Leading on from my last article on the roller roof bars, I mentioned that I’d constructed a rear loading bar to prevent damage to my vehicle. This isn’t an original idea, in fact I first saw this general design posted on the Texas Kayak Fisherman forum. The design posted on there utilised a double suction cup mount with a V-shaped loading attachment. This was ideally suited to a vehicle using J-bars, however, it wasn’t suited to the way I position my kayak upside down on the roof bars.
The original design was perfectly sound, though it required modifying to allow me to mount the yak upside down onto the roller bars. It also had to support the weight of the Prowler Big Game kayak.
I decided to use four suction cups and a long horizontal loading bar, just slightly wider that the kayak itself. A quad suction mount was purchased off Ebay and within a couple of days it had arrived.
Unfortunately I failed photograph every step of the manufacture, though the final pictures show the basic design which is very easy to replicate. Initially the quad suction mount was cut in half. 32mm waste pipe plus a selection of 32mm joints from the local DIY store were utilised to construct the mounting bar as shown below.
If your roof has a curved profile, assemble the loader bar onto the roof and lock it down with the suction cups. Mark the position the the suction cup against the waste pipe T-pieces. This position will be different for most car roofs.
Once all measured and cut to size the joins were thoroughly glued with Araldite and allowed to set for 48 hours. Position the suction cups carefully to allow them to glue into the position previously marked. It’s no big deal if it glues solid and the cups don't sit flush to the roof (as mine did). The centre bar can be CAREFULLY warmed with a blow torch/heat gun and slightly bent to suit the roof profile of your vehicle.
I decided to cover the loading bar in lagging and gaffer tape as per my roller bars from my previous blog entry. It’ll add durability to the bars. In a perfect world a roller bar would have been incorporated, though after some though I decided this unnecessarily complicated.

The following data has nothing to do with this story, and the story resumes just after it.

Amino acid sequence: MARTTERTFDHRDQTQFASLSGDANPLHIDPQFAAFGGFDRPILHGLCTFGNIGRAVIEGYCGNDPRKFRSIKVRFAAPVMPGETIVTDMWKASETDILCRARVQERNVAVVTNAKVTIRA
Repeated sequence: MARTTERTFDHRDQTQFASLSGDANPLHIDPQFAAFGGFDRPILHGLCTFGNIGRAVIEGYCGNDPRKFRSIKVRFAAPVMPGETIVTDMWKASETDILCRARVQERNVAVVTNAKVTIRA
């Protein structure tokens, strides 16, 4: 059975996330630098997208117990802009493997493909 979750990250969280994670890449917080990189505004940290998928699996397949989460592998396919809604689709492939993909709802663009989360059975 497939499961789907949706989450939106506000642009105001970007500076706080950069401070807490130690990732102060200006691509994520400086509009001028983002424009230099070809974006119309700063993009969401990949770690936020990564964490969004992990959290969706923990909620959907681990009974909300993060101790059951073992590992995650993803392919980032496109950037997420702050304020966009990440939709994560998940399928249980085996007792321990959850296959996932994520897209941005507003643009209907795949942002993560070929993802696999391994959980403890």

The photos below show the finished article. Again, the tape ends were edge sealed to prevent them peeling loose over time.
The proof of the pudding, so to speak, was to actually put the bars to the ultimate test. I should have really videoed this, though you’ll have to settle for a couple of photos instead.
Here’s the kayak lying up against the rear of the car, something not possible without the loading bar, unless you were to use a blankets, etc. Unless they’re fixed it’s bound to come loose resulting in damage to the vehicle, hence the manufacture of the loading bar.
Once placed up against the loading bar it’s simply a case of picking up the end of the kayak that’s on the ground.
Once horizontal the kayak is sitting on the rear roller bar, clear of the detachable loading bar. The kayak can be rolled forward in this position and secured ready for the road.
Unloading the kayak is as straight forward, almost the opposite in fact. The kayak is rolled towards the rear and lowered onto the ground, the weight being taken by the loading bar. From here it can be lifted clear of the vehicle.
The biggest issue with mounting the kayak upside down is the possibility of damage to the roof from the rudder. What I’ve done to overcome this is to cut a slot in a section of rigid 40mm plumbing and to cover it in pipe lagging and gaffer tape.
This is used to cover the rudder (secured with a bungee) to prevent any damage to the car roof when loading or unloading the kayak. So there you have it, a simple detachable rear loading bar which ending up costing around £15. A rather cheap solution to a common problem.